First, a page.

In summary, we have a standard with four optional tests and various classifications for each; how can this information be made more accessible? The template was a fairly obvious sideways leap to another similarly structured standard.
EN 11612, as many will know, is the standard for garments to protect against heat and flame. Like EN 14126, it contains several tests to measure fabric resistance against the transfer of different types of heat energy, each optional (at least one must be conducted) and each with classifications for the results to indicate higher or lower levels of protection. It requires that the labelling includes an indication of which of these tests have been conducted and what the result was. This is achieved by identifying each test with a letter and the different classes represented by a number.
So a garment label, along with the EN 11612 pictogram, features a series of letters and numbers, such as B1, D3. In this case, it indicates that the test represented by the letter “B” (radiant heat) was conducted and the result was Class 1 (the lowest class). Meanwhile, the letter D represents the Contact Heat test and the classification achieved was Class 3 – the highest class).
How does fireproof clothing provide a template for biohazard clothing labelling?
Clearly this system used in EN 11612 can easily be transferred to EN 14126.
The four tests can be represented by the letters A, B, C, and D, with the classifications represented by the numbers 1 to 3 or 1 to 6 (classifications for two of the tests go from 1 to 3, the others from 1 to 6). This seems such an obviously beneficial change to make that although we have proposed it to the committee addressing changes in protective standards (it is currently in discussion), we decided to press ahead and make this change on all our garment labels immediately.
As a result, below are the old and current pictogram displays on the labels for MicroMax® TS – a garment commonly used for infectious agent protection.
The new label on the right includes the codes A6 B6 C3 D3. These are easily interpreted as:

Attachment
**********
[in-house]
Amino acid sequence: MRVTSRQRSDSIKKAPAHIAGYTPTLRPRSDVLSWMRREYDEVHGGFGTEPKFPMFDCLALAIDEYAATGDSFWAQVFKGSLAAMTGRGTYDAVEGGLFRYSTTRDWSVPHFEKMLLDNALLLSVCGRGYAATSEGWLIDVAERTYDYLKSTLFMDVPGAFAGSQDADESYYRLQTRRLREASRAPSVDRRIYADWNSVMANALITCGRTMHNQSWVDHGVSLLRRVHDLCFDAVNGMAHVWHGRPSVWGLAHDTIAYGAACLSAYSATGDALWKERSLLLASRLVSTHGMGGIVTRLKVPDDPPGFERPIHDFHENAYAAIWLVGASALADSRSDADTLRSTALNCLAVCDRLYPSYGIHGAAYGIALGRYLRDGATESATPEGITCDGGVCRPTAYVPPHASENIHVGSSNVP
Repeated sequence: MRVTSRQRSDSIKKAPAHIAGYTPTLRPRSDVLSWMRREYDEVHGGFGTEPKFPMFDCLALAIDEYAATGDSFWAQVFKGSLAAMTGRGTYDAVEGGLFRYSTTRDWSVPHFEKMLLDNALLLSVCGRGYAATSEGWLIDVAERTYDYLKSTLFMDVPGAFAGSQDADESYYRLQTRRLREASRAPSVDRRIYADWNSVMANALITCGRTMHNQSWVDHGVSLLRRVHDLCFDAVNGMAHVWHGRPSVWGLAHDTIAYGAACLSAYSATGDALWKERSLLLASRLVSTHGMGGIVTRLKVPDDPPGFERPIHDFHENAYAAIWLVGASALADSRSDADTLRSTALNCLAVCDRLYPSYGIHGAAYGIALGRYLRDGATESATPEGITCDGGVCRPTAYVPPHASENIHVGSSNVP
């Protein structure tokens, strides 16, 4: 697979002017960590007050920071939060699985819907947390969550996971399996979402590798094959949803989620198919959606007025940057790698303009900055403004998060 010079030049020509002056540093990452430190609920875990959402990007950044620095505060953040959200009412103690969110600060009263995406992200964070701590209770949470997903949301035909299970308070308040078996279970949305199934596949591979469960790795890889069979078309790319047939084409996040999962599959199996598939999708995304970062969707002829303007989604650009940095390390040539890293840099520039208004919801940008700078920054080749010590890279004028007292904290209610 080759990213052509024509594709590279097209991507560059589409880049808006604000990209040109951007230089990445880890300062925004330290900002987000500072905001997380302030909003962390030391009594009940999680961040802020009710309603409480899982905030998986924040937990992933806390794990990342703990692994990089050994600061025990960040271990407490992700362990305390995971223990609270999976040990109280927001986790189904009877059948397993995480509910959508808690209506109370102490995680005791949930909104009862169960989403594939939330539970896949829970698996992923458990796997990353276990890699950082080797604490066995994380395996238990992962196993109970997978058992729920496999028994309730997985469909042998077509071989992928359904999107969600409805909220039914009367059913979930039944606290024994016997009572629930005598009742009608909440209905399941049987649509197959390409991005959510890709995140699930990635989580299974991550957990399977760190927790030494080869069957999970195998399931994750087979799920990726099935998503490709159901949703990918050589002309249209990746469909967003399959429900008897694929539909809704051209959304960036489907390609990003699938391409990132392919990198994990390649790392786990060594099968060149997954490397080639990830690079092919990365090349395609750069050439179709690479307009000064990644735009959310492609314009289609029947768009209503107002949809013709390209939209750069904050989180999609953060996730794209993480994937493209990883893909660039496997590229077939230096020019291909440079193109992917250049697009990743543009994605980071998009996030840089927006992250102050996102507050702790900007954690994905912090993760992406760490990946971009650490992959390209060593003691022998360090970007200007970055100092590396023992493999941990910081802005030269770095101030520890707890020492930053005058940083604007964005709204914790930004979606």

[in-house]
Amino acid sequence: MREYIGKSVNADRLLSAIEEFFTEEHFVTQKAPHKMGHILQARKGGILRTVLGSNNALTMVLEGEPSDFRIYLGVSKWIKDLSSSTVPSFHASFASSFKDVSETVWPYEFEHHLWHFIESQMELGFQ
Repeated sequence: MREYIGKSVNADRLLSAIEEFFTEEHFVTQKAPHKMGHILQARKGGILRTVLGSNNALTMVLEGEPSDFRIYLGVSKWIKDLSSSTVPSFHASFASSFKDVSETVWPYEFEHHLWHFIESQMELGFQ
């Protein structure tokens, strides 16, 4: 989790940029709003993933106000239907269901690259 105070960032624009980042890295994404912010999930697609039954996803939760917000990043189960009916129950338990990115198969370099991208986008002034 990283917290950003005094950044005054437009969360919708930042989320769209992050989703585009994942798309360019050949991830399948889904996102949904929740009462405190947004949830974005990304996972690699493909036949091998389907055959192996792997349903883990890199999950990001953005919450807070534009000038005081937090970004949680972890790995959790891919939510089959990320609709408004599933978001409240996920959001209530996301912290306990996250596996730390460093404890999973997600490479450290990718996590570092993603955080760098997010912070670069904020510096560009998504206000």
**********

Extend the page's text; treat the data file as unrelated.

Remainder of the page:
- A6 means the fabric is tested to the ISO 16604 test and has achieved class 6.
- B6 means the fabric is tested to the ISO 22610 test and has achieved class 6.
- C3 means the fabric is tested to the ISO 22611 test and has achieved class 3.
- D3 means the fabric is tested to the ISO 22612 test and has achieved class 3.
If other manufacturers were to adopt this standard, it would not only make this important information more accessible; it would make the task of ensuring a garment has been subjected to an appropriate test easier. Moreover, it would make a comparison of the relative performance of different garments more straightforward.
For example, the MicroMax TS garment above achieves the highest class in all four tests. Yet another garment might achieve only class 1 in one of the tests – and yet both might be certified to EN 14126. This labelling makes differences in performance much more apparent.
This makes all of the important, detailed information (which normally must be found in the small print in User Instructions or in the depths of a web site) readily available on the garment itself, a change which can only be viewed as positive.
Users of Lakeland garments certified to EN 14126 will shortly see this change in labelling on product delivered. We have also proposed making this requirement compulsory as part of the next revision to the EN 14126 standard – though this could of course take many years to come about, if at all.
A challenge to manufacturers of biohazard protective clothing
This is such an evidently positive change that I challenge all manufacturers, in the interests of transparency and honesty, to follow Lakeland’s lead and introduce this system on all EN 14126 garments as soon as possible. There really is no excuse or reason not to! To assist, I have provided a link to a downloadable PDF summary of the system here.